The Fulton County Tribune was established at Wauseon, the seat of Fulton County, Ohio, on May 18, 1883, by Colonel Albert B. Smith and James H. Fluhart. Its creation resulted from divided sentiments within the community’s Republican Party, which up to that point had been represented by the popular and long-running Northwestern Republican. The Tribune intended to reflect the “whole” party rather than a single interest or faction and accomplished this task by remaining fair and not printing any comments that would “foster or continue feelings of dissatisfaction within the party.” By the late 1880s, circulation had reached over 1,300, and the weekly paper was recognized as well edited, well managed, and one of the best in the county and northwest Ohio.
The Tribune published a variety of content, much of it focused on local interests. The front page was dedicated to state and local news, including a regular “County Affairs” column. Sections called “Correspondence” or “Local Briefs” included notes about Fulton County citizens such as trips taken or visitors received. The paper regularly printed church news, legal notices, business advertisements, and political editorials. National and international news was also included, usually on the second and third pages. Coverage of World War I included articles, pictures, and maps. To appeal to more readers, the Tribune also featured serialized fiction; farming, agricultural, and gardening information in “The Home Beautiful” column; recipes and cooking advice in “The Kitchen Cabinet” column; as well as fashion advice and features for children, such as activities, games, and pictures to color.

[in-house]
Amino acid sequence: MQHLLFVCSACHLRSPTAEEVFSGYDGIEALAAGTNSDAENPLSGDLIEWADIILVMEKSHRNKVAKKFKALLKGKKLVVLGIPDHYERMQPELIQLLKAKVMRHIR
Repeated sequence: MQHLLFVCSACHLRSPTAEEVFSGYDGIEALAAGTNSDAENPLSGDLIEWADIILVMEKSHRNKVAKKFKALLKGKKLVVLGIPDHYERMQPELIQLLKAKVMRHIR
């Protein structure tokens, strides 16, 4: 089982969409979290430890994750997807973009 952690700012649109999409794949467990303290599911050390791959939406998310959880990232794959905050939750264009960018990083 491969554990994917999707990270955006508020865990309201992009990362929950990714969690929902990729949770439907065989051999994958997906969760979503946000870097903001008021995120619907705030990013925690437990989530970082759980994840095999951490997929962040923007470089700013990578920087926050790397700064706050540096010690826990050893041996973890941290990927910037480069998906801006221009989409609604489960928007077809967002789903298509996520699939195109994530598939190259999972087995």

Throughout its nearly 50-year existence, the Fulton County Tribune had several editors and owners. Levi S. Jameson, previously of the Mercer County Observer in Celina, Ohio, purchased the paper in 1892, and built the Tribune Building. He left in 1902, and the paper came into the hands of Frank H. Reighard, who left in 1910 to enter a career of politics as a state representative. In the 1910s, Frank B. Kenyon, a former Congregational Church pastor, and Catherine B. Weir were co-owners and editors. In 1919, Weir sold her interest to Robert J. Bissonette, who had served in the American Expeditionary Forces in France and Germany during World War I. He and Kenyon co-owned and edited the paper through the early 1920s, and the Tribune ceased publication in 1925.
Researched and written by Jenni Salamon